BLOOMINGTON — The mother of 3-year-old Robbie Cramer admitted to a jury Thursday that she noticed injuries on her son and accused her boyfriend of causing them two weeks before the child's death.
Danielle Fischer, 24, of Bloomington, was given immunity from the state Thursday for her testimony in the murder trial of her boyfriend, Nicholas Compton.
Fischer, 24, initially asserted her constitutional right against self-incrimination but was ordered by Judge Charles Feeney to testify after the state's offer of immunity that will keep her court statements from being used against her. She also is charged with murder and child endangerment in the boy's death.
Assistant State's Attorney Adam Ghrist took Fischer through a timeline that started March 15, 2013 — 11 days before the boy died of peritonitis allegedly caused by an injury.
Fischer was asked to explain text messages she exchanged with her boyfriend, including explanations from Compton about cuts and bruises the boy suffered while in his care.
In a March 17, 2013, note, Compton added "LOL," a text acronym for "laugh out loud," to his note advising Fischer the child had picked up a razor and scraped it across his face, causing an abrasion.
According to documents shared with the jury, Fischer responded: "It's not OK. My kid has cuts and bruises all over him every day. I'm sick of it. He's not being watched close enough and I'm tired of it."
Other members of the child's family questioned the marks that seemed to start appearing after Fischer and the child began staying with Compton in the basement of a house in Normal in March 2013.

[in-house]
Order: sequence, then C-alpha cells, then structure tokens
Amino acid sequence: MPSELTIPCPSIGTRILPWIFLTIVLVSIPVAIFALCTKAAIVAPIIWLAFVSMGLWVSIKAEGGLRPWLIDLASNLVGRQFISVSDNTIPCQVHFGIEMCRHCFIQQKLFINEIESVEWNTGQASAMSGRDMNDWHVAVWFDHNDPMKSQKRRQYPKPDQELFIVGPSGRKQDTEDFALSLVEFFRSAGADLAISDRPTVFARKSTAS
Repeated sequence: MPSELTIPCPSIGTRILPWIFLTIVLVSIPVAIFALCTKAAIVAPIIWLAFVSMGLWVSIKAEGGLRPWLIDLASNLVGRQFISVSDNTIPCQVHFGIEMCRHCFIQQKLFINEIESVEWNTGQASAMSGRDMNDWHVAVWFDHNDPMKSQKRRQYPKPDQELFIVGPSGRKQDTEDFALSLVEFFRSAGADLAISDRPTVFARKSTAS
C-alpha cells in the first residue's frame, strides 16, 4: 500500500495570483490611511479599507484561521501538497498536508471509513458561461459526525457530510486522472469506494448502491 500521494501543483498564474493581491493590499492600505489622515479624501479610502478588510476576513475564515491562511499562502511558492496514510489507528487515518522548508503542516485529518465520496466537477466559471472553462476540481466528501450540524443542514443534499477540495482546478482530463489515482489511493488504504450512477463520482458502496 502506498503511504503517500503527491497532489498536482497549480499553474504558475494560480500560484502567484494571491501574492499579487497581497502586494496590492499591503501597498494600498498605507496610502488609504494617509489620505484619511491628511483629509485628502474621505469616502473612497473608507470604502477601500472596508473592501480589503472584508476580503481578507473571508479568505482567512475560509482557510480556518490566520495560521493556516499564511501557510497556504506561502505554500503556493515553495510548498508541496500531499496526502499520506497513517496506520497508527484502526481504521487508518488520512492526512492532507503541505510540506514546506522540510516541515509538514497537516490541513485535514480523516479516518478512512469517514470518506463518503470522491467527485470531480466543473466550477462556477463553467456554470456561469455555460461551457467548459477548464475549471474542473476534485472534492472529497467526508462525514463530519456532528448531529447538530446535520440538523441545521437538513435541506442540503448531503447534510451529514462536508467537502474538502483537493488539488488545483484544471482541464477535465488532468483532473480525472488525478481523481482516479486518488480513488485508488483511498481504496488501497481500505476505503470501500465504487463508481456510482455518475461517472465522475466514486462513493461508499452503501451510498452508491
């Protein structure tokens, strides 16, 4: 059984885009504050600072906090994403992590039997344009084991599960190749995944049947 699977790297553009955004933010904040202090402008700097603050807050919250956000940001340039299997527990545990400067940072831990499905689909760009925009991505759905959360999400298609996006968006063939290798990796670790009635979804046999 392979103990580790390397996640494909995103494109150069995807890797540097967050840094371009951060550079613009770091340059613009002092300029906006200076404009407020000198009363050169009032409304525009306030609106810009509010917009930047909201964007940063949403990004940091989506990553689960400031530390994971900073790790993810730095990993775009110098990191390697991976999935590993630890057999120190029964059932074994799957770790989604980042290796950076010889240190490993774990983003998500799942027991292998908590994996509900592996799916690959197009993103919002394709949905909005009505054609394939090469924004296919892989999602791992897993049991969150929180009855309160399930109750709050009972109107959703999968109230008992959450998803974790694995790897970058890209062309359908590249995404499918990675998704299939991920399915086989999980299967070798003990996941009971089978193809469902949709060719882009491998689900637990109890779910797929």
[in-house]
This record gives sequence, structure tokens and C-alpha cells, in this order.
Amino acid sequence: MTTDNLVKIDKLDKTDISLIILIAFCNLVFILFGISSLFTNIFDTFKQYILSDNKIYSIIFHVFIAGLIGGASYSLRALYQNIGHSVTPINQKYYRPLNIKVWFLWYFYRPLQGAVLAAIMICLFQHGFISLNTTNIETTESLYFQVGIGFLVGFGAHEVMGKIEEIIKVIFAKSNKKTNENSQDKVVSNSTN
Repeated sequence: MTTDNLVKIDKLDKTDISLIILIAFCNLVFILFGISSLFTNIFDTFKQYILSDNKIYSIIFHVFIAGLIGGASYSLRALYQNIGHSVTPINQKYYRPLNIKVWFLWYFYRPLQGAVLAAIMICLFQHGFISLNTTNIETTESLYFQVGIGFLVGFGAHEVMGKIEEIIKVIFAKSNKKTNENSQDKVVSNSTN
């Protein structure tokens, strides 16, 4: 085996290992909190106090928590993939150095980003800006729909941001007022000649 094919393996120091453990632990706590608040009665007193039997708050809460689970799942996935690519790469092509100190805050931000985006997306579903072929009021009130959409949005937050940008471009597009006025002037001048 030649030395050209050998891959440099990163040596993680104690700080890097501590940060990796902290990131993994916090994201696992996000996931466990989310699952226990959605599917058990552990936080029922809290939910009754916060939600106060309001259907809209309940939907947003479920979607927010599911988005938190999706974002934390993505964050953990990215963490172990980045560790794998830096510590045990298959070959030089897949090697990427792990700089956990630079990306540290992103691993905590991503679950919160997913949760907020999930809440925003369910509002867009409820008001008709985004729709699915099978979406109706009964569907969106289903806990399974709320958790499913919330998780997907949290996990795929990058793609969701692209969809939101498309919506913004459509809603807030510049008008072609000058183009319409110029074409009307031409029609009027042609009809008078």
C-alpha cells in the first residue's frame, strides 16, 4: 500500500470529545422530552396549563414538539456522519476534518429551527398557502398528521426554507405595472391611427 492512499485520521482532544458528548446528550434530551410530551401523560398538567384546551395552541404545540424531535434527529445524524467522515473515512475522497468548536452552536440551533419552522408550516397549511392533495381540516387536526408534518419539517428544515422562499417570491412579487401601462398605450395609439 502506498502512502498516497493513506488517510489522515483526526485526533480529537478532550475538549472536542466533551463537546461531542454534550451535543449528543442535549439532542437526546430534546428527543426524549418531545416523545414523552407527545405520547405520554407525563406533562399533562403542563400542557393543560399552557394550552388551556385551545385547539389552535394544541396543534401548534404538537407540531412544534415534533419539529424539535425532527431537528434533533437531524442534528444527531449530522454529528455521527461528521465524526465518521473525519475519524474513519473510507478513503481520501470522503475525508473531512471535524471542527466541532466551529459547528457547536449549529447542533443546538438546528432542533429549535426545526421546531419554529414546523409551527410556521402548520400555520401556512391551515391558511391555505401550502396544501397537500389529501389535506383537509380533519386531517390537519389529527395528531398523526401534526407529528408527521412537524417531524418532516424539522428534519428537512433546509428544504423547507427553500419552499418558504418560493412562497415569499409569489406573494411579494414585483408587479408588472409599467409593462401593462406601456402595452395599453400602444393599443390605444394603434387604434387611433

The child's paternal grandparents also asked about the injuries, said Fischer. At one point, she expressed fears that the relatives "would try to take Robbie," according to her testimony.
Fischer and Compton also agreed to keep the child from the grandparents until his face healed, according to the texts.
Missing from Compton's text notifications was an alleged fall in the bathtub on March 15, 2013. The child developed stomach problems after that date that were treated with over-the-counter medications, said the mother.
The last effort to control vomiting came at 8 p.m. on March 25, 2013 — just eight hours before the child was rushed to the hospital after suffering a seizure in bed next to his mother.
The jury was shown a video of Compton and Fischer with the child at Walmart in Normal, buying anti-nausea medication. The child's deteriorating condition was evident in the image of the toddler slumped over the handle of the shopping cart.
Before they moved in with Compton, the boy was "happy, just your typical 2-year-old," said Fischer.
In less than a month of living in Normal with Compton, the child suffered burns to his hand and multiple bruises and abrasions. The injuries were noted by police and medical staff at the hospital.
The trial continues Friday with testimony from forensic pathologist Dr. Scott Denton.